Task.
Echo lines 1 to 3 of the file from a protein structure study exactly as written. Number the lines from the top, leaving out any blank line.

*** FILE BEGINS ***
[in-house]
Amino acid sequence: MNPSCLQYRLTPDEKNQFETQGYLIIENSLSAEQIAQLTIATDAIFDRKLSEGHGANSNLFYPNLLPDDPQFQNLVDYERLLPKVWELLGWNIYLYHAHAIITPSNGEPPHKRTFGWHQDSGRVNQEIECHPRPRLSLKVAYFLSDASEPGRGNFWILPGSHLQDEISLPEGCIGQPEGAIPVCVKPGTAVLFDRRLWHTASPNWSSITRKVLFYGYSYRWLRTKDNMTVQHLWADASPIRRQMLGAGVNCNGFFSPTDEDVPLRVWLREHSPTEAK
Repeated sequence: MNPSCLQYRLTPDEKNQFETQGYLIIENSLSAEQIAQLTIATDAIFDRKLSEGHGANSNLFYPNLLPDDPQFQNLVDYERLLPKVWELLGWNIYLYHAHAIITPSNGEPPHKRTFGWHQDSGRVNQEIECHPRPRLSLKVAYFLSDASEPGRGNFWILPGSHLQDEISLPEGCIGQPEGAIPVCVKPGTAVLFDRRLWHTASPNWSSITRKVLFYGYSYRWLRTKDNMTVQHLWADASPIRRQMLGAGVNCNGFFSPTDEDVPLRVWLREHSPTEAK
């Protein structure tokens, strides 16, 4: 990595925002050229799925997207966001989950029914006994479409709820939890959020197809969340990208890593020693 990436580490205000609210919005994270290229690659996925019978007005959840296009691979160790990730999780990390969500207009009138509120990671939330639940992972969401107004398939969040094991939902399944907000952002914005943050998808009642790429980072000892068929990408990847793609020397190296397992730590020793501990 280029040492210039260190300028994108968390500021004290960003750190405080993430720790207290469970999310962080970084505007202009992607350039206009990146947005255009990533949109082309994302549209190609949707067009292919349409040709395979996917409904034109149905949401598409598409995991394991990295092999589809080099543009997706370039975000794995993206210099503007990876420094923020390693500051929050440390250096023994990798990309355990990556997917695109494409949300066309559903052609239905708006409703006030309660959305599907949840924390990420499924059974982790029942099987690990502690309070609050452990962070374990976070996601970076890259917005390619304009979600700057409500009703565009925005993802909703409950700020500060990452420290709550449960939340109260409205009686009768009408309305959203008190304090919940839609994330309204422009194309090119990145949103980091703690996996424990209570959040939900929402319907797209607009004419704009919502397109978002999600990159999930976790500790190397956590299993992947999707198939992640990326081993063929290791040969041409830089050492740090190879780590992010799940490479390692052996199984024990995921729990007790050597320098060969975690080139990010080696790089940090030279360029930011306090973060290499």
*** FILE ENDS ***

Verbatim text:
[in-house]
Amino acid sequence: MNPSCLQYRLTPDEKNQFETQGYLIIENSLSAEQIAQLTIATDAIFDRKLSEGHGANSNLFYPNLLPDDPQFQNLVDYERLLPKVWELLGWNIYLYHAHAIITPSNGEPPHKRTFGWHQDSGRVNQEIECHPRPRLSLKVAYFLSDASEPGRGNFWILPGSHLQDEISLPEGCIGQPEGAIPVCVKPGTAVLFDRRLWHTASPNWSSITRKVLFYGYSYRWLRTKDNMTVQHLWADASPIRRQMLGAGVNCNGFFSPTDEDVPLRVWLREHSPTEAK
Repeated sequence: MNPSCLQYRLTPDEKNQFETQGYLIIENSLSAEQIAQLTIATDAIFDRKLSEGHGANSNLFYPNLLPDDPQFQNLVDYERLLPKVWELLGWNIYLYHAHAIITPSNGEPPHKRTFGWHQDSGRVNQEIECHPRPRLSLKVAYFLSDASEPGRGNFWILPGSHLQDEISLPEGCIGQPEGAIPVCVKPGTAVLFDRRLWHTASPNWSSITRKVLFYGYSYRWLRTKDNMTVQHLWADASPIRRQMLGAGVNCNGFFSPTDEDVPLRVWLREHSPTEAK